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Immigration and the United States
Vocabulary
• Immigrant
• Naturalization
• Sponsor
• Employment
• Famine
• Persecution
Outline
• History of Immigration
• Family Based Immigration
• Work Based Immigration
• Diversity Immigration Program
History of Immigration to the U.S.
• Before 1776
• 1776-1870
• 1870-1924
• 1924-1967
• 1967-Present
Before 1776
• Spanish, French, Dutch and British immigrants
came to what would become the United
States.
– The Spanish settled in the South and West.
– The French settled in the Midwest.
– The Dutch settled in New York.
– The British settled in New England and the
Southeast.
1776-1870
• Irish immigrants came to the United States in
the 1840’s to escape the Potato Famine.
1870-1924
• Italian, Eastern European and Scandinavian
immigrants came to the U.S. seeking
economic opportunity.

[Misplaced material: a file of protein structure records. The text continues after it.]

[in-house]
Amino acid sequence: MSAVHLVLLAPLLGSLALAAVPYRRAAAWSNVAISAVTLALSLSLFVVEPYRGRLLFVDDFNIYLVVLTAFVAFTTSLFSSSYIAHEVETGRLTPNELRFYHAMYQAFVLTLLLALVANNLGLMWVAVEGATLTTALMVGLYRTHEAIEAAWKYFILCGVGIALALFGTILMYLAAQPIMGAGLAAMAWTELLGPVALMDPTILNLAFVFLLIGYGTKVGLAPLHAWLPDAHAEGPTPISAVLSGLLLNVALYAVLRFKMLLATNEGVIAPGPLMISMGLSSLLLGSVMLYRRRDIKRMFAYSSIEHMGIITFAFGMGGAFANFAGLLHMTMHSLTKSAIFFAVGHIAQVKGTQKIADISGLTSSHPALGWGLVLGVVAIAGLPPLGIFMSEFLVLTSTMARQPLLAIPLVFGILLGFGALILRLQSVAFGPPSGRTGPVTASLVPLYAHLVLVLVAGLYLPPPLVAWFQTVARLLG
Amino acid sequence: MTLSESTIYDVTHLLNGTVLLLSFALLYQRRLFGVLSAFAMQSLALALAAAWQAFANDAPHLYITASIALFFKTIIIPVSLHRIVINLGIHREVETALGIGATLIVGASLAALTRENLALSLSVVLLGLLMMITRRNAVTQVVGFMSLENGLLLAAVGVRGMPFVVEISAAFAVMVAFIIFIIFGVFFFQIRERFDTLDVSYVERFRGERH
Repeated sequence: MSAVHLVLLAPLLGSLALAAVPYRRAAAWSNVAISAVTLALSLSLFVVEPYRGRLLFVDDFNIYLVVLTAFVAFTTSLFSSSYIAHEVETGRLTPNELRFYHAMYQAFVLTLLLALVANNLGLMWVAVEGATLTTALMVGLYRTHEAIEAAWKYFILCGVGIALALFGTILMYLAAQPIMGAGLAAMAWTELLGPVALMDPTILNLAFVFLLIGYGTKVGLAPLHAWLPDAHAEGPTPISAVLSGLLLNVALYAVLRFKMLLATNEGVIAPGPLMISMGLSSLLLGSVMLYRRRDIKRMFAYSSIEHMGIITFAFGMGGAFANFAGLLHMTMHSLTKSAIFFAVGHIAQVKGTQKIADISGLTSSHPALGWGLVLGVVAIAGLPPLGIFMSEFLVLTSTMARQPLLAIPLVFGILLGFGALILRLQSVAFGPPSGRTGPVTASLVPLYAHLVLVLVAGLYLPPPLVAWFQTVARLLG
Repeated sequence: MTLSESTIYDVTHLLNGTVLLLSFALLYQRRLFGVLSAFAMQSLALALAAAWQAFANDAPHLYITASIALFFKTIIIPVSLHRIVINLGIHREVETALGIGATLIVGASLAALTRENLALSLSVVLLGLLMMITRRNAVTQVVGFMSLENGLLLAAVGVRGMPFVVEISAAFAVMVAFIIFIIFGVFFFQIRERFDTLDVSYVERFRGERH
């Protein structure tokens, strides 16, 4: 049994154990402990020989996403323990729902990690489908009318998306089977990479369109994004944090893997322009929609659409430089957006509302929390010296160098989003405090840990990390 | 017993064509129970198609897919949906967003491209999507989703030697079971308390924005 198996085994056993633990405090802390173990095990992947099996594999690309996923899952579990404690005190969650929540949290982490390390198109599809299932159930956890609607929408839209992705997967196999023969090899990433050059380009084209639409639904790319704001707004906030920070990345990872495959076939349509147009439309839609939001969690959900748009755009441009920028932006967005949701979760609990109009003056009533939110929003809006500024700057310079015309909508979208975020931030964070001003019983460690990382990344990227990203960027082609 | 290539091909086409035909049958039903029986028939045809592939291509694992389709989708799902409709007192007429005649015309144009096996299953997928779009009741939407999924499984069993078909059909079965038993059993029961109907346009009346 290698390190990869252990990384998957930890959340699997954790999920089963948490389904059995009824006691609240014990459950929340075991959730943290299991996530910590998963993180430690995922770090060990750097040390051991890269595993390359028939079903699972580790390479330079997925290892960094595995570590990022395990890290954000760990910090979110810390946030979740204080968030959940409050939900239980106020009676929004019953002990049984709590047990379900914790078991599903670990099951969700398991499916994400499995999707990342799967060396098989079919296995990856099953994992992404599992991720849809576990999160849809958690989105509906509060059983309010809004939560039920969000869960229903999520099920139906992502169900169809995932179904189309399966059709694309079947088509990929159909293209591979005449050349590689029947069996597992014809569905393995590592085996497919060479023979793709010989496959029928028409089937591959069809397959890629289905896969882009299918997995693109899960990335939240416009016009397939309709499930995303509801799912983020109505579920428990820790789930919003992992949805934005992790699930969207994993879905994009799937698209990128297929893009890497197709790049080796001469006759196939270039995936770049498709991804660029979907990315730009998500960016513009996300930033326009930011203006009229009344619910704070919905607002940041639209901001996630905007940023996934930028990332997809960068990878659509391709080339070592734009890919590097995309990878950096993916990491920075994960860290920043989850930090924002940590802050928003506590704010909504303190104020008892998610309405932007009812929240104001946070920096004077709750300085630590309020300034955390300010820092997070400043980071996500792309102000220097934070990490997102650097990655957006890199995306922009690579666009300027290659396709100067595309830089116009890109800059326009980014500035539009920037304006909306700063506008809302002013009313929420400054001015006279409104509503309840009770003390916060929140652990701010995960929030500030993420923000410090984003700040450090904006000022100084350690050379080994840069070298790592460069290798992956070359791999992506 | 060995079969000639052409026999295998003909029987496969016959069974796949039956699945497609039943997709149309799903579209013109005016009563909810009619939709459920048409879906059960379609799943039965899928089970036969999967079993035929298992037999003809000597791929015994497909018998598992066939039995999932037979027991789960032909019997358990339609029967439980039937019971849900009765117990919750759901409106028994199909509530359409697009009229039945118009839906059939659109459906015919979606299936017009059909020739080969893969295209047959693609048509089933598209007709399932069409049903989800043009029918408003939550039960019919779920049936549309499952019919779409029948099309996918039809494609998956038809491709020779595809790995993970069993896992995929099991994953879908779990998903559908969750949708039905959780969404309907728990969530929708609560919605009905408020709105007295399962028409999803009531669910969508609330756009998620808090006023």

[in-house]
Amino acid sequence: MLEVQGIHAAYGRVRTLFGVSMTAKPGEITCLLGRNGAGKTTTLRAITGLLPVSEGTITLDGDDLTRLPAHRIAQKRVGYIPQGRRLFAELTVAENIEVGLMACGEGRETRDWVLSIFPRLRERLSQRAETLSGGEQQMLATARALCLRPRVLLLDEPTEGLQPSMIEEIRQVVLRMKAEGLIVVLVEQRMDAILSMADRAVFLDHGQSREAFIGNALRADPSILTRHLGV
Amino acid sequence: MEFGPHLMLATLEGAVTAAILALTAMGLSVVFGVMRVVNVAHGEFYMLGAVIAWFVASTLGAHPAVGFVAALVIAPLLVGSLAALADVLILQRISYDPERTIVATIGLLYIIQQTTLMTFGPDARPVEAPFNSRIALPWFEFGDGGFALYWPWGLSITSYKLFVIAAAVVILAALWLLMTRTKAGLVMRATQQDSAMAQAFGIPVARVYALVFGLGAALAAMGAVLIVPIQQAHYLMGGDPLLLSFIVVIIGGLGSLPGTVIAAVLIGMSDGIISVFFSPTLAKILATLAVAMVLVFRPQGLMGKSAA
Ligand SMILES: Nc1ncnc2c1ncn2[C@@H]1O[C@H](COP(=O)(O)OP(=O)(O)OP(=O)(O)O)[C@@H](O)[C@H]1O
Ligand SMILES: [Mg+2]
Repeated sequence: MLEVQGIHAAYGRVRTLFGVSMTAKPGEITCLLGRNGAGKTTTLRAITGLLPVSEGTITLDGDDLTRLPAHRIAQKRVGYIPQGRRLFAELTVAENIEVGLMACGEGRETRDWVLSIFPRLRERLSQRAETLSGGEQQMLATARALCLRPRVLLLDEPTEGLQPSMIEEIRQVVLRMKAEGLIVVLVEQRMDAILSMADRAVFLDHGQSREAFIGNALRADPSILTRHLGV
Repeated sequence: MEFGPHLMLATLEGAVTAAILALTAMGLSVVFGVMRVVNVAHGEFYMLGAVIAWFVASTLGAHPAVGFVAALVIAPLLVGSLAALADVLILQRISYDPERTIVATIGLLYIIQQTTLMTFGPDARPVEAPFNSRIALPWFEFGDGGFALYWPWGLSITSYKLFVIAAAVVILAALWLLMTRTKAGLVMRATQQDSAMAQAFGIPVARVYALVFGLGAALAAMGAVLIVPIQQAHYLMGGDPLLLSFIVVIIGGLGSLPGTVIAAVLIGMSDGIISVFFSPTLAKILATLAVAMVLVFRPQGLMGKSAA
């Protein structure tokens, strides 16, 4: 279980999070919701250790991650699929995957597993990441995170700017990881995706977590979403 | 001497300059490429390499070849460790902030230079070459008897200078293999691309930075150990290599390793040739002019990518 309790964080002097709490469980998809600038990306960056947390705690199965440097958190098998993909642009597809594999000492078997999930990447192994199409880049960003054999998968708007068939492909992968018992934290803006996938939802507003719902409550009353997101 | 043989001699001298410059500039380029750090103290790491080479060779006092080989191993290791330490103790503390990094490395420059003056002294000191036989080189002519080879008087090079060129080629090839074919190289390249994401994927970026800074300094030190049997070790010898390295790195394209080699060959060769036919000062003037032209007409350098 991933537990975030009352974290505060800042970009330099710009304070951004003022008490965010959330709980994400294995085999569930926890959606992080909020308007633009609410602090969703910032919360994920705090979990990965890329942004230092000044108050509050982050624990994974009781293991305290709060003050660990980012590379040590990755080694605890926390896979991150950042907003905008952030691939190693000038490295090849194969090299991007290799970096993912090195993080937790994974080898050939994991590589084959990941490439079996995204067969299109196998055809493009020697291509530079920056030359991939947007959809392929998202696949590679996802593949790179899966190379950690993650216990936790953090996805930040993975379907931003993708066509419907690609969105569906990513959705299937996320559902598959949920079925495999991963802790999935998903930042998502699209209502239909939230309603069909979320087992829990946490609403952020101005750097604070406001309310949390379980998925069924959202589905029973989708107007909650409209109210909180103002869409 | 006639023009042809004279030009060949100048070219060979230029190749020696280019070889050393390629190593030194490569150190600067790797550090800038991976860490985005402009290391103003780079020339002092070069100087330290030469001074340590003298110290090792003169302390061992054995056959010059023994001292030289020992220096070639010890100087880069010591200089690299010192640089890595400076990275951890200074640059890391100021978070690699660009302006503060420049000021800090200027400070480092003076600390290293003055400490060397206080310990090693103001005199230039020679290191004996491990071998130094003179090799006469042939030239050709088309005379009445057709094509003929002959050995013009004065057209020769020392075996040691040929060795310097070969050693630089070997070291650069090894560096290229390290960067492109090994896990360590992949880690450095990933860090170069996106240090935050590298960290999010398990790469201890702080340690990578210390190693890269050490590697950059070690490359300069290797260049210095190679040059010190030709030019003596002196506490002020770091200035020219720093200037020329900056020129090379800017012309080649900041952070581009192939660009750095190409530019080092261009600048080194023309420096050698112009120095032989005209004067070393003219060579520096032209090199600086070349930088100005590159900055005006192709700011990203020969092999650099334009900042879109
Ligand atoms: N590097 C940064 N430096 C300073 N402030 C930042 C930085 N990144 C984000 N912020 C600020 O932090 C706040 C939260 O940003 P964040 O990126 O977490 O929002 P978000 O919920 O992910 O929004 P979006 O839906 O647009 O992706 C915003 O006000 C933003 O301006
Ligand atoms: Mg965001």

• Jewish immigrants came to the U.S. fleeing
persecution.
1924-1965
• Quotas set for immigration to the U.S.
• Aliens required to have visas to enter the U.S.
1965-Present
• The Immigration Act of 1965
– Allowed increased immigration.
– Resulted in large increase in immigration from
Latin America, Asia and Africa.
• In the 1970’s, Vietnamese and Cubans
immigrated to the U.S. seeking freedom.
Immigration Law:
Family-Based Immigrants
• The Immigration and Nationality Act allows for
the immigration of foreigners to the United
States based on relationship to a U.S. citizen
or legal permanent resident. Family-based
immigration falls under two basic categories:
unlimited and limited.
Unlimited Family-Based Immigration
• There is no annual limit on the number of these
immigrants who may be admitted every year.
– Immediate Relatives of U.S. Citizens (IR): The